Disneyland Must Consider Allowing Segways, Court Rules
The U.S. 9th Circuit Court of Appeals has reversed a ruling, saying Disney now must "consider using or adapting" new technologies to assist the disabled.
Segways -- those two-wheeled, upright people-movers that have never really caught on much beyond the D.C. police and lazy-sightseer communities -- have had a troubled history with The Happiest Place on Earth. But a new ruling from a three-judge panel may lead to a reversal of the park's ban on the vehicles.
Some background: Disneyland simply hates the contraptions, which can reach speeds of about 12.5 mph -- fast enough to wipe out an entire family of dwarves in one fell swoop.
That much was clear from a case brought against the park by Tina Baughman, a woman who suffers from muscular dystrophy. For Baughman, the Segway is a lifesend, allowing her to experience the wonders of Walt Disney's utopic attraction with the ease of a non-disabled visitor.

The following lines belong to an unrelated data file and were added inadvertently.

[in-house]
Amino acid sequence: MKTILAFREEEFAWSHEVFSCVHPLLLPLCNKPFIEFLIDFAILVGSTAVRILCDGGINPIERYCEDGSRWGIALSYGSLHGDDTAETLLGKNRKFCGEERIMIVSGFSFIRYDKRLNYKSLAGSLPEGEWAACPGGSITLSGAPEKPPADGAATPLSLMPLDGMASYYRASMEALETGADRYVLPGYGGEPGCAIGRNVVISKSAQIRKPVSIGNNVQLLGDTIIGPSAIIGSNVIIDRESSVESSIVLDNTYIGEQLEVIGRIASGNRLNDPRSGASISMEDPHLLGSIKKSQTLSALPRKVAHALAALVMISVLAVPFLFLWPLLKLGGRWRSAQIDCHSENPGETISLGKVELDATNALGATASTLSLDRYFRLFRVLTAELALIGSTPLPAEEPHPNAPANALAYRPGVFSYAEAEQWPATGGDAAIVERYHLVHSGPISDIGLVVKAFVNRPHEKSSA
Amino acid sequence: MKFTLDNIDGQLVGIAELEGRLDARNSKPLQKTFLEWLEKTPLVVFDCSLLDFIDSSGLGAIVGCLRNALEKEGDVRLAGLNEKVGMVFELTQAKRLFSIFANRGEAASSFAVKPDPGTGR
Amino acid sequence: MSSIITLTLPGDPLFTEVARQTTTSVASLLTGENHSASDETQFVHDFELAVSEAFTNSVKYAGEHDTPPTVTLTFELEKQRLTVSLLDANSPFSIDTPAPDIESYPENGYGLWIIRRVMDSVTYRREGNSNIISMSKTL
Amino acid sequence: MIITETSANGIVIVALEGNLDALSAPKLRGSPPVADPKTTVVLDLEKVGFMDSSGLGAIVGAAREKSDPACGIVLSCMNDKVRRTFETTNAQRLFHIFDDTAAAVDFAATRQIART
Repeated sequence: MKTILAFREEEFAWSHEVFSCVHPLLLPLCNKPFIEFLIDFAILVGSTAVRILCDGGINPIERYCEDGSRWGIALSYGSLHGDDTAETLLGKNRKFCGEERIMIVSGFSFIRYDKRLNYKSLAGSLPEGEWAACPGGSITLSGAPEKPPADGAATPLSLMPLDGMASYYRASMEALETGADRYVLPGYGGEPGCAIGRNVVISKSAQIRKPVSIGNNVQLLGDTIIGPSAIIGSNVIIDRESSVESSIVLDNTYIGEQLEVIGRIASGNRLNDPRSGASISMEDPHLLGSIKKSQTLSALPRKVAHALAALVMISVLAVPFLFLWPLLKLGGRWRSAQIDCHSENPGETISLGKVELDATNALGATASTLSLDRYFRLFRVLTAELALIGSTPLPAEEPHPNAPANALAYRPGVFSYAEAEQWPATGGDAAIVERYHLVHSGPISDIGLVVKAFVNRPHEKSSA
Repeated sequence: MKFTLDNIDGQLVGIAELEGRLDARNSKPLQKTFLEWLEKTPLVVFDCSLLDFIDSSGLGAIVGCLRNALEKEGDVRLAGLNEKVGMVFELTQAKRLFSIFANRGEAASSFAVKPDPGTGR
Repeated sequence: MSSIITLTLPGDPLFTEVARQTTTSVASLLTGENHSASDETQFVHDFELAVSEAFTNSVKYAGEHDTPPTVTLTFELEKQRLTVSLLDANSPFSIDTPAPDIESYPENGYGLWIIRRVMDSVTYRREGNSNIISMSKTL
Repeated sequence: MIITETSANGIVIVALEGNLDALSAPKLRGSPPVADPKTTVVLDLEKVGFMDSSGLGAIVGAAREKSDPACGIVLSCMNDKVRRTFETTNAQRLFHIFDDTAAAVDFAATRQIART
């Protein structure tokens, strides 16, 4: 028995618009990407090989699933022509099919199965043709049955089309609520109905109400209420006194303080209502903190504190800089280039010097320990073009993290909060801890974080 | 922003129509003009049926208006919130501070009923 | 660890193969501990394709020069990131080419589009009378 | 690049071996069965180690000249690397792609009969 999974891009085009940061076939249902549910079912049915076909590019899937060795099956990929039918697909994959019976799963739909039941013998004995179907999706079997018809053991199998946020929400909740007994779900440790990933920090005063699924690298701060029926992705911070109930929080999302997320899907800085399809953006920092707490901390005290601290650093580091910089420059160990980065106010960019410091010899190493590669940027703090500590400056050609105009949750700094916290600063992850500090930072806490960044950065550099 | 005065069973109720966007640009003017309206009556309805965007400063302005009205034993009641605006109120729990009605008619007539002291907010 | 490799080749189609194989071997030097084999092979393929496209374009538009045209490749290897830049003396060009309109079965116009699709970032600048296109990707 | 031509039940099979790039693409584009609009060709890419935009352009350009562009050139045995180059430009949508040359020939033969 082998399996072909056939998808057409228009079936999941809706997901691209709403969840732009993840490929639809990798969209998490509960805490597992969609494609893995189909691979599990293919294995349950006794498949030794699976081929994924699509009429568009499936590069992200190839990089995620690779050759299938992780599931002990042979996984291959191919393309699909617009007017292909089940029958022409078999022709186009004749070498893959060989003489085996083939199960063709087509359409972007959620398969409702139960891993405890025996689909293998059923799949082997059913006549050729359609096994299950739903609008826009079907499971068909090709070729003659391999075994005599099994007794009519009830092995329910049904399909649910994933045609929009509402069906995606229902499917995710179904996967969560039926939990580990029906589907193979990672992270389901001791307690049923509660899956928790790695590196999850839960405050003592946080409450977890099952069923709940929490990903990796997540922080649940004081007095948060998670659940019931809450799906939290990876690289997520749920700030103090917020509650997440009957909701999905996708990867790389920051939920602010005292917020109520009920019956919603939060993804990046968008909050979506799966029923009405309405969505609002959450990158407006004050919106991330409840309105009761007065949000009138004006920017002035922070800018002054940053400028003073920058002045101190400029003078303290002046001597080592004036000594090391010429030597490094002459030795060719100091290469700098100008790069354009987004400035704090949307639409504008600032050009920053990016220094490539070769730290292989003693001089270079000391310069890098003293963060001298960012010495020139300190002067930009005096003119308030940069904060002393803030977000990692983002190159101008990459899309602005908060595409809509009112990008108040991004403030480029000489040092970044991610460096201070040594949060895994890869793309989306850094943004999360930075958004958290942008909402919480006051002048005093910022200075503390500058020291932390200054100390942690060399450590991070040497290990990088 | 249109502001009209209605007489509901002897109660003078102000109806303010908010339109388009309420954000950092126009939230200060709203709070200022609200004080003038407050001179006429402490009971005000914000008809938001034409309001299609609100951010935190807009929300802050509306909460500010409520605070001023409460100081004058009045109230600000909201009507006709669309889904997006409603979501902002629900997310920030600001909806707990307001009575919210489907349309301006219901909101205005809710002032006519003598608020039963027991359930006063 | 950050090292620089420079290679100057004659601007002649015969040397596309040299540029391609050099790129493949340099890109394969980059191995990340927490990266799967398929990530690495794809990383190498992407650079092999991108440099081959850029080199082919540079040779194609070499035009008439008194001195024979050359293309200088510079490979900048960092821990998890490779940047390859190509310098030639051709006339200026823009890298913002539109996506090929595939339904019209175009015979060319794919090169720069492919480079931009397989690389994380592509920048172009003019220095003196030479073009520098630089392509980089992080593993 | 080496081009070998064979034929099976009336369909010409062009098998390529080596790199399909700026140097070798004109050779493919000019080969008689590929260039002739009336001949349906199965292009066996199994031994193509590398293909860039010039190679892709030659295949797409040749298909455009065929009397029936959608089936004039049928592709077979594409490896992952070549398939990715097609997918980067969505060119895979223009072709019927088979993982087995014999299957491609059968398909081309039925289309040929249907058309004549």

When Baughman's daughter requested a visit to Disneyland on her eighth birthday, she asked the park if she could use a Segway. Disney refused.
The LA Times reports that a lower court had initially ruled in favor of the entertainment megalith, citing that disabled visitors were welcome to use wheelchairs and scooters instead. But in the new ruling, the U.S. 9th Circuit Court of Appeals reversed that decision, on the grounds that federal disability protections "require more than assuring mere access."
"As new devices become available," Chief Judge Alex Kozinski wrote in the court's decision, "public accommodations must consider using or adapting them to help disabled guests have an experience more akin to that of non-disabled."
It now falls to Disney to explore Segway implementation further, and specifically what risks they might introduce to their crowded tourist mecca.